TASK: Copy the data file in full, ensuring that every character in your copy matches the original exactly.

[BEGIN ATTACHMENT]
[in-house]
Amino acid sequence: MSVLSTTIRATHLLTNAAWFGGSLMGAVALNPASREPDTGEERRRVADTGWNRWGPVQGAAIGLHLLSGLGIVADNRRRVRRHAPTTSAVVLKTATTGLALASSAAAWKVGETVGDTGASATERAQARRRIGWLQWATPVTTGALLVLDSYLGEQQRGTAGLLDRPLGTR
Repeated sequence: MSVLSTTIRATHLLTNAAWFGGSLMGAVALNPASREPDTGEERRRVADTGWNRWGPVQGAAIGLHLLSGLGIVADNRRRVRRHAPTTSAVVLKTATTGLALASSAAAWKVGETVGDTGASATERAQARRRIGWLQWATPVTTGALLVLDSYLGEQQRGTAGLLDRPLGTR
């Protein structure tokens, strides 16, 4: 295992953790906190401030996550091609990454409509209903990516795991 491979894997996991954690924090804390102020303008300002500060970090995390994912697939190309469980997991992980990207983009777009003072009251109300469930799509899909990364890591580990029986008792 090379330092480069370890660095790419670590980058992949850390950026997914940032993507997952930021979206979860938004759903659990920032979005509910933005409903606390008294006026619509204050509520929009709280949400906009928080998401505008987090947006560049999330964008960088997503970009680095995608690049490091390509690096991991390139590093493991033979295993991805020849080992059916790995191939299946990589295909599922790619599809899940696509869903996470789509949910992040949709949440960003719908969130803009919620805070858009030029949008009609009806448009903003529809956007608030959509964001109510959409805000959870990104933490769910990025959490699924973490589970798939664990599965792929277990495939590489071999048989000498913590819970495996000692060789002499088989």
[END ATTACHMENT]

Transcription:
[in-house]
Amino acid sequence: MSVLSTTIRATHLLTNAAWFGGSLMGAVALNPASREPDTGEERRRVADTGWNRWGPVQGAAIGLHLLSGLGIVADNRRRVRRHAPTTSAVVLKTATTGLALASSAAAWKVGETVGDTGASATERAQARRRIGWLQWATPVTTGALLVLDSYLGEQQRGTAGLLDRPLGTR
Repeated sequence: MSVLSTTIRATHLLTNAAWFGGSLMGAVALNPASREPDTGEERRRVADTGWNRWGPVQGAAIGLHLLSGLGIVADNRRRVRRHAPTTSAVVLKTATTGLALASSAAAWKVGETVGDTGASATERAQARRRIGWLQWATPVTTGALLVLDSYLGEQQRGTAGLLDRPLGTR
């Protein structure tokens, strides 16, 4: 295992953790906190401030996550091609990454409509209903990516795991 491979894997996991954690924090804390102020303008300002500060970090995390994912697939190309469980997991992980990207983009777009003072009251109300469930799509899909990364890591580990029986008792 090379330092480069370890660095790419670590980058992949850390950026997914940032993507997952930021979206979860938004759903659990920032979005509910933005409903606390008294006026619509204050509520929009709280949400906009928080998401505008987090947006560049999330964008960088997503970009680095995608690049490091390509690096991991390139590093493991033979295993991805020849080992059916790995191939299946990589295909599922790619599809899940696509869903996470789509949910992040949709949440960003719908969130803009919620805070858009030029949008009609009806448009903003529809956007608030959509964001109510959409805000959870990104933490769910990025959490699924973490589970798939664990599965792929277990495939590489071999048989000498913590819970495996000692060789002499088989």